In the present case, on November 26, 2014, the district judge sua sponte denied Rodríguez's motion before the magistrate judge had the opportunity to make an eligibility determination pursuant to AD 14-426. The court explained that Rodríguez "was the maximum leader of an elaborate drug trafficking organization that operated for many years packaging and transporting over 9000 kilos of cocaine." About a month later, the magistrate judge, to whom the motion had automatically been referred under AD 14-426, issued a report and recommendation indicating that Rodríguez "may be eligible for a sentence reduction and therefore the matter is referred to a United States District Judge." On December 30, 2014, the district court, in a brief text order, rejected the report and recommendation, stating that Rodríguez's motion "has been denied" and citing its own prior order. On appeal, Rodríguez challenges the district court orders denying his motion for sentence reduction, arguing, among other things, that the court failed to apply its own administrative directive.

         II.

         The parties first dispute whether Rodríguez has filed a timely notice of appeal. Under Fed. R. App. P. 4(b), such a notice must, absent an extension, be filed within fourteen days of the judgment or order being appealed. In his opening brief, Rodríguez cited a February 18, 2015 "Form for Selection of Counsel" (reflecting Rodríguez's request to proceed pro se)[1] to establish the timeliness of his appeal. As the government points out, however, that document was filed well over fourteen days after both of the relevant district court orders, entered on November 26 and December 30, 2014, respectively. The government moved for summary dismissal, but we reserved the issue of timeliness for the merits panel and directed the parties to address in their response and reply briefs whether any filings other than the February 18 form might have provided timely and sufficient notice.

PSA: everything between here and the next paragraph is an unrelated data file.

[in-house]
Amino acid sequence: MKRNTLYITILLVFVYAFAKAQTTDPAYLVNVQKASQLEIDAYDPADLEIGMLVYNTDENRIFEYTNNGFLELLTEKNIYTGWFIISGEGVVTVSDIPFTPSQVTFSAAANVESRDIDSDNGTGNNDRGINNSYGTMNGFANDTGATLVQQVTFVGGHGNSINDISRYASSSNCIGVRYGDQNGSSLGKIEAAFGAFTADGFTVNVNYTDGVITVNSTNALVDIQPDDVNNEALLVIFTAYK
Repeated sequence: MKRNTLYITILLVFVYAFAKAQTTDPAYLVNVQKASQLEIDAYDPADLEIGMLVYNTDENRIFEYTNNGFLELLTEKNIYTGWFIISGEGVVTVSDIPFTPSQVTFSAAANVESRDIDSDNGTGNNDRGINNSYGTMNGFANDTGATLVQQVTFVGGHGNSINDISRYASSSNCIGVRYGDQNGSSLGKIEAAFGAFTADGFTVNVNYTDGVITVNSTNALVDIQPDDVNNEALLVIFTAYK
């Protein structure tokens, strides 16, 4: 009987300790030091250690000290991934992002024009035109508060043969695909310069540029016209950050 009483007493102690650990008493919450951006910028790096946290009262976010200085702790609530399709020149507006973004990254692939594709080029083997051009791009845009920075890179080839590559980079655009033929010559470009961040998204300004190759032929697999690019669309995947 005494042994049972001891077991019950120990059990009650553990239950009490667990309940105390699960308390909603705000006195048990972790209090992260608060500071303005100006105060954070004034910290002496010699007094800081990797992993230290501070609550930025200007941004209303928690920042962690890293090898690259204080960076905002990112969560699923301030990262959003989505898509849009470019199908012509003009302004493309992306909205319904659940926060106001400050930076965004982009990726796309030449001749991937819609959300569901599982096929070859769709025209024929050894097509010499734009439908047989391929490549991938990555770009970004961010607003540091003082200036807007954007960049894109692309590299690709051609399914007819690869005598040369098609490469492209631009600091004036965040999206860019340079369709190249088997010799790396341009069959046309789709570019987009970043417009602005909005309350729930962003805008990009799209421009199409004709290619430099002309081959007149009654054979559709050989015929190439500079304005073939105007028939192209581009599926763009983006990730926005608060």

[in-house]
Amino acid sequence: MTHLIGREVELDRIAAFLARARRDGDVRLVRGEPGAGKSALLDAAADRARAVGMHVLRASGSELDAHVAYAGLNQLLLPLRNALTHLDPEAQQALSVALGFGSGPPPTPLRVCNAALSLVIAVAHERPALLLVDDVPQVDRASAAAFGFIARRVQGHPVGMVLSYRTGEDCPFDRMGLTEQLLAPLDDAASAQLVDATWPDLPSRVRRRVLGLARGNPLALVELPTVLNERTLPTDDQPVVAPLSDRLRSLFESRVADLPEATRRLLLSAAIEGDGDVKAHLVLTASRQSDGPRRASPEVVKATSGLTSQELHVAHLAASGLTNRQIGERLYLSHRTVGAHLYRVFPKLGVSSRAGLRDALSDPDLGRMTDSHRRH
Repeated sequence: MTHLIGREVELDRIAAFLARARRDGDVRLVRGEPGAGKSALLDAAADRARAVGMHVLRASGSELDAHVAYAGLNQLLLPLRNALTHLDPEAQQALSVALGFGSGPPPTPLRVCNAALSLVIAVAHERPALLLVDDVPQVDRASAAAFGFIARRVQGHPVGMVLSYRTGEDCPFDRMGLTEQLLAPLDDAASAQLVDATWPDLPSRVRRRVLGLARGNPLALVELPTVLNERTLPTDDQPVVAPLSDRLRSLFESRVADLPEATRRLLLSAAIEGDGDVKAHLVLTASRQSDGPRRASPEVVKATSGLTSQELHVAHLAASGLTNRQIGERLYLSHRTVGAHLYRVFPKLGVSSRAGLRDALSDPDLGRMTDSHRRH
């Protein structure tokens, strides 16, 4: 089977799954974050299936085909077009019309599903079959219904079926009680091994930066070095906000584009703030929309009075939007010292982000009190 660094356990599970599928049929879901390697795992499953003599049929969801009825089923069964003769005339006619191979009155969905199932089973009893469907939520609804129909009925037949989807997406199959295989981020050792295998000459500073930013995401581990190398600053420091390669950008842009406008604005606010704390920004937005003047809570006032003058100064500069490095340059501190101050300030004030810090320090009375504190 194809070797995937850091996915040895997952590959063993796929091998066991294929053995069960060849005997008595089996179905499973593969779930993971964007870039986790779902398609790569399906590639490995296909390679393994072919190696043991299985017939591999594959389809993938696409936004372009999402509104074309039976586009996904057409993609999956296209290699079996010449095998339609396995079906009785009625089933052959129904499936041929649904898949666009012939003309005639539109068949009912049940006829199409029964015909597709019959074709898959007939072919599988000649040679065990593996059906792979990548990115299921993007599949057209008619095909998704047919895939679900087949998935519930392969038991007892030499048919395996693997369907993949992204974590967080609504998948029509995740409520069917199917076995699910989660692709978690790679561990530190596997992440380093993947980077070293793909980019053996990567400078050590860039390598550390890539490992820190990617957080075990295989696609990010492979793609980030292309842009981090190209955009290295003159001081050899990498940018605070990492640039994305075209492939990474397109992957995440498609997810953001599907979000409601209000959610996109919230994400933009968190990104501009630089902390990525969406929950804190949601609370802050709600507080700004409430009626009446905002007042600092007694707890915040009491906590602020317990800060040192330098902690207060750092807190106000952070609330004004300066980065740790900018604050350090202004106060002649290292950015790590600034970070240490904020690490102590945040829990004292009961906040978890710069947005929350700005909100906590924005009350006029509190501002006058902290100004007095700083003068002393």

As requested, the government preemptively argued in its brief that no other documents filed by Rodríguez were both timely under Rule 4 and specified "the judgment, order, or part thereof being appealed, " as required by Fed. R. App. P. 3(c)(1)(B). In so arguing, the government discussed a December 8, 2014 Form for Selection of Counsel. That document listed the applicable district court docket number and requested that Hector L. Ramos-Vega be appointed to represent Rodríguez on appeal. At the time of this filing, however, Rodríguez had another appeal pending in this court (No. 14-1010) stemming from the same district court case. In that appeal, the details of which are not relevant here, Rodríguez had challenged the district court's denial of his motion for post-conviction relief under 28 U.S.C. § 2255. As the government notes, other than listing the district court docket number, Rodríguez's December 8 filing contained no information about the judgment or order being appealed. See ...